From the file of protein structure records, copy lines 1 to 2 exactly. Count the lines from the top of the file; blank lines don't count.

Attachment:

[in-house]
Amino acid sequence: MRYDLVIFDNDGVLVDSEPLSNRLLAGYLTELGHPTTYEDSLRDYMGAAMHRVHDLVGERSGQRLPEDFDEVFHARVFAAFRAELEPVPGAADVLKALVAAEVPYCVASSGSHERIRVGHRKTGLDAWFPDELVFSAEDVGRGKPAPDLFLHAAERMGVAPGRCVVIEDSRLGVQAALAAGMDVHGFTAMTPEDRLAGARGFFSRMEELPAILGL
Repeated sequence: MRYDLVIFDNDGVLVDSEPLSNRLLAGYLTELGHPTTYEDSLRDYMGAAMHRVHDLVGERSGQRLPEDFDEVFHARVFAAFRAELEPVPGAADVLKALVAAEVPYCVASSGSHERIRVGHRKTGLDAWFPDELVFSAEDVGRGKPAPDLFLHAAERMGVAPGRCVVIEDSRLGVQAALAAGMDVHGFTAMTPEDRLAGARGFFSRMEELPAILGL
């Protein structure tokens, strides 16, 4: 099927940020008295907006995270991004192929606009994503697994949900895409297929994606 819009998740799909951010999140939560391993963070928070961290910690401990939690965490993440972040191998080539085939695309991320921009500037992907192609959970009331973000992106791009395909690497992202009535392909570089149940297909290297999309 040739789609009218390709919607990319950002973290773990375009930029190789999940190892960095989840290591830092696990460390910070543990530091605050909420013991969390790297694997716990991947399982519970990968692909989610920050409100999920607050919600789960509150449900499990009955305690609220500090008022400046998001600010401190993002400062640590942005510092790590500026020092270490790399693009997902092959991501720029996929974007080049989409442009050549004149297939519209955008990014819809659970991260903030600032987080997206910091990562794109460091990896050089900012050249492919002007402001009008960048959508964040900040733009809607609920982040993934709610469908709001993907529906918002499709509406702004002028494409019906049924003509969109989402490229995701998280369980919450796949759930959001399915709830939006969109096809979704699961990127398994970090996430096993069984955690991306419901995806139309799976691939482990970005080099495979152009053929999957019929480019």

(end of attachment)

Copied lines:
[in-house]
Amino acid sequence: MRYDLVIFDNDGVLVDSEPLSNRLLAGYLTELGHPTTYEDSLRDYMGAAMHRVHDLVGERSGQRLPEDFDEVFHARVFAAFRAELEPVPGAADVLKALVAAEVPYCVASSGSHERIRVGHRKTGLDAWFPDELVFSAEDVGRGKPAPDLFLHAAERMGVAPGRCVVIEDSRLGVQAALAAGMDVHGFTAMTPEDRLAGARGFFSRMEELPAILGL